Oil on canvas ( Measurements not currently known)
Aka Glorious June
First Exhibited: Newlyn Preview 1911 under title Glorious June
Exhibited London Royal Academy 1911 No. 329 under title Daughters of the sun
Daughters of the Sun was the largest canvas Laura ever painted at the time.
The nude models were hired from London and they posed for the picture on the rock beyond Lamorna Cove. MOAL p. 139.
The models in the initial studies were two models hired from London, one of whom was a fair headed model whose beauty Laura was most impressed with and whom Laura said inspired the big picture. However the two models caused local problems and Laura had to pack them off back to London and had to use other models to finish the picture.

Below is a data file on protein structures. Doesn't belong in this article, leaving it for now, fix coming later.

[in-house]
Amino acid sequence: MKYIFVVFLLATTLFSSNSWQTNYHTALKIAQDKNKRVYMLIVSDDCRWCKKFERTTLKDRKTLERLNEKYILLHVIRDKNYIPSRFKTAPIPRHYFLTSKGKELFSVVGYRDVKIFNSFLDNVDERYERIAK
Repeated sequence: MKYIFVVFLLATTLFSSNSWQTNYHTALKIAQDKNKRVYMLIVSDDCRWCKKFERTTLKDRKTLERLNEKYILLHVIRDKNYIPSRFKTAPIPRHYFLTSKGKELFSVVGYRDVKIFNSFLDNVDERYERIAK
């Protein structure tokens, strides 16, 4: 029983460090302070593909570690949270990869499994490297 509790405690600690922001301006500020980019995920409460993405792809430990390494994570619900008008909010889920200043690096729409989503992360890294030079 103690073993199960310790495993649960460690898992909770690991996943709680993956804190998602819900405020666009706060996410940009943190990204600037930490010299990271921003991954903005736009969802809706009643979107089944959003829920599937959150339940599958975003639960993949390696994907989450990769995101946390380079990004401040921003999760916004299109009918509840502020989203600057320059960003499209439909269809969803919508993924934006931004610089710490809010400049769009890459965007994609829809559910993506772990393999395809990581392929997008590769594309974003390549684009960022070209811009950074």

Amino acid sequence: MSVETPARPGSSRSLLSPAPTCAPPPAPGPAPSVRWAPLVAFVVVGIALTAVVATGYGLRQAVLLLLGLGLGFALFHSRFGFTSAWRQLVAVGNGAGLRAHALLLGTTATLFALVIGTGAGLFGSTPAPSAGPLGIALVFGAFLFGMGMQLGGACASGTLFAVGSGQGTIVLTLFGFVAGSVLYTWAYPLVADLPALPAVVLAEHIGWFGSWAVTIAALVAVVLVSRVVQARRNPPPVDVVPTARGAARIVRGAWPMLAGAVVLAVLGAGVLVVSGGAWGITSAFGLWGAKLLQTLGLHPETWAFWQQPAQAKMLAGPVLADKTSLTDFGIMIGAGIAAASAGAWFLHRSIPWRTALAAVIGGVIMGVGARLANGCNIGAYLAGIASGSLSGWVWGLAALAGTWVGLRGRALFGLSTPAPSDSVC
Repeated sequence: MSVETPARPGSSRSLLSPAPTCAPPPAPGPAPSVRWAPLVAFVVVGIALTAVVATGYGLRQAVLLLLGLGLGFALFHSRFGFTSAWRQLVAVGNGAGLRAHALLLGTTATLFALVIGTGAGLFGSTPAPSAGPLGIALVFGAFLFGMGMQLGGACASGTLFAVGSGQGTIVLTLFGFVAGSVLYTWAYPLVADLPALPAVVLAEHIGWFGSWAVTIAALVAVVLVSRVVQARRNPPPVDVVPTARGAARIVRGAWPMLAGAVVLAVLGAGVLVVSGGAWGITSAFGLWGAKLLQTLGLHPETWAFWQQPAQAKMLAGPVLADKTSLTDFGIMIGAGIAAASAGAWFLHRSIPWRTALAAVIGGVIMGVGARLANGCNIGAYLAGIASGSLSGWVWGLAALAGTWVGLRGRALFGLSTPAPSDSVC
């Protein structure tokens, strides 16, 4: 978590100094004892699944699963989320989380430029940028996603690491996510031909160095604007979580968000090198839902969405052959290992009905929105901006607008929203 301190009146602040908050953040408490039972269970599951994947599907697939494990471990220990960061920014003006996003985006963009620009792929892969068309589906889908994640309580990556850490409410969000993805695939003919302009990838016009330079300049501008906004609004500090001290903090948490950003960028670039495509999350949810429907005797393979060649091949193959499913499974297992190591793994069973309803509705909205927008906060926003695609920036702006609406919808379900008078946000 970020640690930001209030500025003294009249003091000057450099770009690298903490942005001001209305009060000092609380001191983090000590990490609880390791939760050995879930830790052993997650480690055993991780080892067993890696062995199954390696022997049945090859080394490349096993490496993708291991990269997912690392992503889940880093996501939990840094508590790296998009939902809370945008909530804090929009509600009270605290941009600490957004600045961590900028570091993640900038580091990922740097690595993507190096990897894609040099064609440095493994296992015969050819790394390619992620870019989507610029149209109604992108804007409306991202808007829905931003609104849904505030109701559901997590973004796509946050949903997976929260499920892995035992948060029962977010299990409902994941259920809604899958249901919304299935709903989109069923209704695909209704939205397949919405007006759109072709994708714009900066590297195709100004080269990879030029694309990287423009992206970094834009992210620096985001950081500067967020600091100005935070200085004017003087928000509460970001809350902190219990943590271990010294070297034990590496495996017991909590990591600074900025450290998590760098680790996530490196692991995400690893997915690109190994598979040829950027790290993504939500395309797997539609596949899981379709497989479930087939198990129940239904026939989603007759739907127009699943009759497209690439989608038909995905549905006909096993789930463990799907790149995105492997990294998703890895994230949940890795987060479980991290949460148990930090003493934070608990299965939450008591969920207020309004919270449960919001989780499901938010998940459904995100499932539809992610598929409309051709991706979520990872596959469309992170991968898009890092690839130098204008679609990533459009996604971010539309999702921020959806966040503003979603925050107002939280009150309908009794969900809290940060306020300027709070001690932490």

Laura was not satisfied with the first study and destroyed it.
Laura said that reversing the usual methods of painting sunlight, she made the direct light cool and almost colourless; in the reflections from the rocks into flesh shadow, fullest warmth and colour was given OPGP p 176.
When it was hung at the Royal Academy in 1911 the asking price was £600, and Laura would not accept a much lower price.
During World War 1 the work went on the rounds of Provincial Galleries and as a result became so badly damaged that Laura felt that there was no hope in repairing the great work. It had been left out in the rain for a long time, it was split all over, the paint had lifted from the cloth and its handsome frame almost crumbled away.
Laura kept it for many years face to the wall, but in 1936 she very reluctantly decided that it had to be destroyed as completely unrepairable. “I felt a murderer” OPGP p. 176
© Reproduced with permission of The Estate Dame Laura Knight DBE RA 2020 All Rights Reserved